til and necessary improvements
hat we request.
We find great improvements at 11
he Poor House. The buildings '
re in excellent condition. The ]
aupers, thirty-two in number, are 1
'ell clothed, well fed, and cheer- ?
al. Twenty white and twelve *
[ouse. TT}ere is sume*? corn
>r the support of the place ; and
lmost enough, milk, butter, and
aeon is raised on the place for the
apport of the same. The stock
f all kinds is in fine condition,
nd the expenses of operating the
?oor House and farm are being
laterially reduced. And we think
oo much praise cannot be bestow
d upon the efficient steward, Capt
Villiams, for the able manner in
rhich he has discharged and is
LOW discharging, the trust imposed
Only three or four trial justices
lave submitted their books to us,
,nd we recommend that all the
rial justices be required to pre
ent their books to us, so that we
an make a full investigation and
eport on the same at the August
wm of court.
We ask your Honor to appoint a
ommittee from our body to make
, thorough investigation of the
arious offices and official bonds of
>f the county during the month.of
uly, so that we can report intelli
;ently on the condition of the
ame at the term sf court. We ask
rou to appoint the following com
nittee to wit: Messrs. J. M. Cobb,
3. R. Durisoe, and R. B. Hughes.
We beg leave to thank your
?onor and the Solicitor for cour
tesies extended to us.
W. S. ALLEN,
Resolutions of tue Edgefield
Rifles on the Death of Ira
WHEREAS, the hand of death has
visited our ranks, and God in his in
finite wisdom has removed from our
midst our highly esteemed brother
soldier, IRA P. CULBREATH, and where
as, it is our desire to give expression
to our heart-felt sorrow on account of
his demise, and to place on record our
estimate of his worth and character;
now, therefore, be it
Kedolved, 1. That this company has
learned with genuine and profound
so rrow of the untimely death of one
of its members, IRA P. CULBREATH.
2. That in his death the command
has lost a faithful and efficient mem
ber, a worthy and brave soldier, and
bia county and State an honored and
3. That by his nobleness of character
and genial companionship he hasi
greatly endeared himself to us, and far !
into the future will we cherish his
4. That as a token of respect to his
memory, the officers and members of
this company will wear the usual badge
of mourning for thirty days.
5. That the secretary of the company
be instructed to devote a page in the
minute book to his memory.
6. That a copy of these resolutions
be sent to the bereaved family, and
that they be published in the Edgefield
M. W. BEECK,
W. S. COVAR,
j Exciting: Stories of Miraculous
Cures of Prominent Families
in tlie Lone Star State, as
Told by Themselves.
The Austin (Tex.) Statesman
the State official organ, publishes
editorially the following wonderfu
statements and vouches for the
truthfulness of everything
"A prominent San Antonio phy
sician said he had watched Dr. R.
C. Flower's work for the past ten
years; that he was the most re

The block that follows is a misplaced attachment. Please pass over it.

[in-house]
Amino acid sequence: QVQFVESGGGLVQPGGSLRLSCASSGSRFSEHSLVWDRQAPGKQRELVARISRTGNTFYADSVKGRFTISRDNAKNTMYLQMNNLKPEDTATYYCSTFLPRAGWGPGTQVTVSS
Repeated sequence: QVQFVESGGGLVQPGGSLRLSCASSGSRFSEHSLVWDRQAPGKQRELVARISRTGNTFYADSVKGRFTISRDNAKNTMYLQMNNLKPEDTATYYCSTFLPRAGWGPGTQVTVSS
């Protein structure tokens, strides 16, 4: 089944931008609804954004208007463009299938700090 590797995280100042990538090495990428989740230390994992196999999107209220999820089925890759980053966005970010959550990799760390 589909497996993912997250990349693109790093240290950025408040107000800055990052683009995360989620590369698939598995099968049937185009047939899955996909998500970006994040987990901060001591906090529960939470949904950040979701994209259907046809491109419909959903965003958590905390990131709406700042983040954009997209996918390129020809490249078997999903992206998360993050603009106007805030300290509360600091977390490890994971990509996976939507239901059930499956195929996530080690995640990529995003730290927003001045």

raarkable mau he had ever known,
and, in his opinion, the most won
derful physician of this age. 'Why,
sir,' said the physician, 'I have
seen patients cured by Dr. Flower
when at death's door with diseases
the medical profession considered
incurable. Years ago my oldtime
friend Joe Huey, of Corsicanawas
permanently cured by Dr. R. C.
Flower of a supposed incurable
disease. From that day to this
Mr. Huey has enjoyed the finest
health, managing his various bank
ing institutions with the activity
of a young man. A brother doc
tor of Austin told me a few days
ago of a most remarkable cure
performed by Dr. Flower upon the
little child of Dr. Paige, of Paris,
Tex. Several prominent physicians
had pronounced the child incura
ble; it was suffering from a mon
strous abdominal growth, was in a
morose condition and mentally
affected ; would eat nothing scarce
ly except chalk, slate pencils, aud
such like. It was a pitiful sight.
AB a last resort the father took the
child to see Dr. R. C. Flower. This
was last May. Dr. Flower took the
case, the child begau to improve at
once, and is to-day a well child. I
am free to confess that I don't
know how Dr. Flower cures these
seemingly incurable cases, but am
fis frank in saying that ho does it.'
"Internal cancerous trouble
lured, Mrs. Wm. F. Noonan, of
Hondo City, Tex., said : 'I was suf
fering from a most serious and
naligaaut womb trouble, accom
panied by violent hemorrhages. I
aad been treated by four of our
jest physicians, who gave me local
;reatments. I grew rapidly worse
intil ray life was despaired of,
vhen my husband, took me to see
Dr. R. C. Flower, who at once told
ne my troubles without asking me
t question. He said another opera
ion would develop my trouble into
t?b^fWikkJientrr uwUnder iTL
>rove immediately from a helpless
loudition in which I could not get
ibout without aid. I am now up
md about my work all the Mme. I
im practically well. I took my
laughter, Clara, to see Dr. Flower
ast spring,' continued Mrs. Noo
lan ; 'she was suffering from kid
?ey trouble and was in an exceed
ngly nervous, depressed, and
iiorbid condition. Dr. Flower de
scribed her disease without asking
i question-in a few months un
1er his treatment she was restored
;o perfect health. We think Dr. R.
3. Flower, of Boston, the most
marvelous physician on this
"Mrs. L. B. Allen, of Flatonia,
Tex., said: "I had been a great
jufferer for years ; had been con
;inually doctoring with different
physicians, and all the time grow
ing weaker. As a last resort I went
to Dr. R. C. Flower. He told me
my trouble without asking a ques
tion. I began improving imme
diately under his treatment. He